So what happens when the fragmented sections of rehearsals are pieced together for the first run through? Well. A collective gulp and then off we go…
…and when we come out the other end, after Blanche has softly stage whispered…
Blanche McIntyre: Aaaanddd…lights.
…we begin the debrief, the notes and reworking.
Run-throughs reveal the inner personality of what the show is looking like.
It can accent certain moments which are being given way more the weight/focus than is needed within the play.
It can reveal an inner beauty to an actors’ work which perhaps wasn’t as apparent in earlier, more fragmented sessions.
It can answer some questions which have been troubling us since week one.
It can pose new questions never thought about before.
It can give the assistant director a free half of a marmite sandwich as he might have missed lunch. Which is of course a bonus.
Either way, the first run-throughs expose all these things and more. This week we’ve used each run through to trial different things. From simply focussing on story-telling as clearly as possible, without any shade to that lightness. Or on another occasion we tried to run the show with the sole intention of upping the pace of it. These dynamics and rhythms are there to play with the orchestration of your evening out. The run-throughs test the water and grow your experience.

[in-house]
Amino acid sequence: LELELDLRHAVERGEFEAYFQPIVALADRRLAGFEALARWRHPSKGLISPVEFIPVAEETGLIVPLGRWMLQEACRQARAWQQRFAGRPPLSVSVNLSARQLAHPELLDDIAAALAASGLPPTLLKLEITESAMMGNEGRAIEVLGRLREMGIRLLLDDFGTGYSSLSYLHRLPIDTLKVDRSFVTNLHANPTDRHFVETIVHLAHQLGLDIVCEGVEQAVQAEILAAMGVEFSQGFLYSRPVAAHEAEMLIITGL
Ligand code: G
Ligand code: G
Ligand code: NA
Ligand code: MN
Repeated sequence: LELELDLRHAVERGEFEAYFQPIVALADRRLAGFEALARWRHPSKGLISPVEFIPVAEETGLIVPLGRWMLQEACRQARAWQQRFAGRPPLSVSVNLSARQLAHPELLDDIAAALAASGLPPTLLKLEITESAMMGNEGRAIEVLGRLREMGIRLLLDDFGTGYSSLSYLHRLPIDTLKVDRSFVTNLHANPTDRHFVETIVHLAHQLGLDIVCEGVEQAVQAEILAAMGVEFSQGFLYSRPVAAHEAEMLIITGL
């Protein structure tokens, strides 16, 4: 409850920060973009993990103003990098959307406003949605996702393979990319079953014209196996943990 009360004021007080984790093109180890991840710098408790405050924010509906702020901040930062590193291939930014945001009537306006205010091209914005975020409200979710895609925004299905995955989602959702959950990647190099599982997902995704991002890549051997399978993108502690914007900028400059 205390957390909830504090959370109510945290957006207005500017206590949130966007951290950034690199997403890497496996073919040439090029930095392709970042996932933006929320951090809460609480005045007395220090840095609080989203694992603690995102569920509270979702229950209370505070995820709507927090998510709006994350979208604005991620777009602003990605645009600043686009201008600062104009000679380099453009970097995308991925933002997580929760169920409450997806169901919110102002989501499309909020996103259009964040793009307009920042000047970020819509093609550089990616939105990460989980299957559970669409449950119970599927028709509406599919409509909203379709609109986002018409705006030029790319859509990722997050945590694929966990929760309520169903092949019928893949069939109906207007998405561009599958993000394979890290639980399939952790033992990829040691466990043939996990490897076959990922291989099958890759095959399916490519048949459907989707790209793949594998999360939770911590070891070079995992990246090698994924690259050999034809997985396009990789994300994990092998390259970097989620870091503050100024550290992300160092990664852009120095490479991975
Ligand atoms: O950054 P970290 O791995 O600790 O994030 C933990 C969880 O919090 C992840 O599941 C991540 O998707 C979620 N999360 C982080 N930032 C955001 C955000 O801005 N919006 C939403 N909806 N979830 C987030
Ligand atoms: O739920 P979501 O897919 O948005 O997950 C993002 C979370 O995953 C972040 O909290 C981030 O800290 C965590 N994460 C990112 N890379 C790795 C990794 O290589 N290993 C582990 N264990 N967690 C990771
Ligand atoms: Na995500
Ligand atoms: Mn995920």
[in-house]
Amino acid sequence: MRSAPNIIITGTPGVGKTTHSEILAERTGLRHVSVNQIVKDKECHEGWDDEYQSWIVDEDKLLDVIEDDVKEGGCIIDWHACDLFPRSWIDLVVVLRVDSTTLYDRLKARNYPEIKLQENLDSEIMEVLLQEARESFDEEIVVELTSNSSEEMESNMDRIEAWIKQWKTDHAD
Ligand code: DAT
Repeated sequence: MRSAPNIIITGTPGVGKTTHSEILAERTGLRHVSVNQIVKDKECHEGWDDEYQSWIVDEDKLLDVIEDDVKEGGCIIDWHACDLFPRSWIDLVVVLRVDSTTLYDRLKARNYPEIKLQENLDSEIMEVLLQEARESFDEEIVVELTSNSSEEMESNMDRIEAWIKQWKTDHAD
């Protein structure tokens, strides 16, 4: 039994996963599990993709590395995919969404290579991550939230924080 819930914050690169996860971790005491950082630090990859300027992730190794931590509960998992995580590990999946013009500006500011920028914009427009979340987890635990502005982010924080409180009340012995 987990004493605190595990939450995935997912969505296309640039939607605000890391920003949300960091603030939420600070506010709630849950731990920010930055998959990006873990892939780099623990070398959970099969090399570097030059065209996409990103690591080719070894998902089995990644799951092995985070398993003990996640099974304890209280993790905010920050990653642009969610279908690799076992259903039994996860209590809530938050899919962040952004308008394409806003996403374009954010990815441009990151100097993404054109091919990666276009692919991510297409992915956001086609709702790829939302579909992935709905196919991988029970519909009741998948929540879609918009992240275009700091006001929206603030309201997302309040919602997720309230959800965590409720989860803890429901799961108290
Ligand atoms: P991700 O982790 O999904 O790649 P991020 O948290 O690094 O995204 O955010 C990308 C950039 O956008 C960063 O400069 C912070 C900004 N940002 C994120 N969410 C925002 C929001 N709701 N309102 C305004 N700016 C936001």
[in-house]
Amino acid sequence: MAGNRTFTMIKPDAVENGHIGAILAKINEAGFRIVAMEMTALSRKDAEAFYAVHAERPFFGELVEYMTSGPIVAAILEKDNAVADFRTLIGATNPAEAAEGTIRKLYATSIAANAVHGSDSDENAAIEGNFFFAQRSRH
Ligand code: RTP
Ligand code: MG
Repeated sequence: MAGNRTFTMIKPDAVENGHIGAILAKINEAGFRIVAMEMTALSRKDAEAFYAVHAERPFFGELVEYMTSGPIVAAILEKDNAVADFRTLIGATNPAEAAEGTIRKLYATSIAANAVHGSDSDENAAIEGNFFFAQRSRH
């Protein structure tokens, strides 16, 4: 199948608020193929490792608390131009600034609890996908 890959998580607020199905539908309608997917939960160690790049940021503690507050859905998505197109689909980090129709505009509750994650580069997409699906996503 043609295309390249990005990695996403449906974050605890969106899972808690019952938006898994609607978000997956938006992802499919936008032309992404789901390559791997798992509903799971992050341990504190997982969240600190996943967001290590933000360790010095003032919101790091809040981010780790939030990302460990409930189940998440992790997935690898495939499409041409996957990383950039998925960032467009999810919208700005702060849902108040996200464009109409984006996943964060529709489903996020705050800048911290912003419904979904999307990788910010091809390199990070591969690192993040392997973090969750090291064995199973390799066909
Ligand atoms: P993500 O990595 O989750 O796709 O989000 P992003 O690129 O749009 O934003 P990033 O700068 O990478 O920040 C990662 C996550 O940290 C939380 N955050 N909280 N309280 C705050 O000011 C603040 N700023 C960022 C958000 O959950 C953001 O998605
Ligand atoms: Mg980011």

I’ve been sat in the production office watching the fittings this week. The collection of faces pulled by the actors in response to what is put in front of them is brilliant value. Ardman animation has competition. Really, really funny.
The choices of clothing in the show are really clever, and are made even more important by the wider set design. Oops. Nearly a spoiler there. We’re getting to know each other now though, readers, so that’s a little snippet for you. And there’s only a few days to go now after all!
I’ve been really excited to see the colour palette of the costumes taking shape alongside with the choices of fabrics. There have been endless discussions about the nature of the costumes, with open input from the actors . There is a fluid dialogue between the actors and the creative team through all the different levels of the design, which is grand.
With the risk of sounding like a shameless plug – The Jerwood Space has been a great place to work. We’ve had a fun time and our three stage managers were very obliging in providing me with the obligatory farewell American high-school jump photo.
We’re packing up our props and costumes, taking all the research off the walls and pulling the LX tape up from the floors. Stay tuned for next week where I’ll unpick some of tech week and first previews. Watch out Southampton, Headlong are coming to get you again!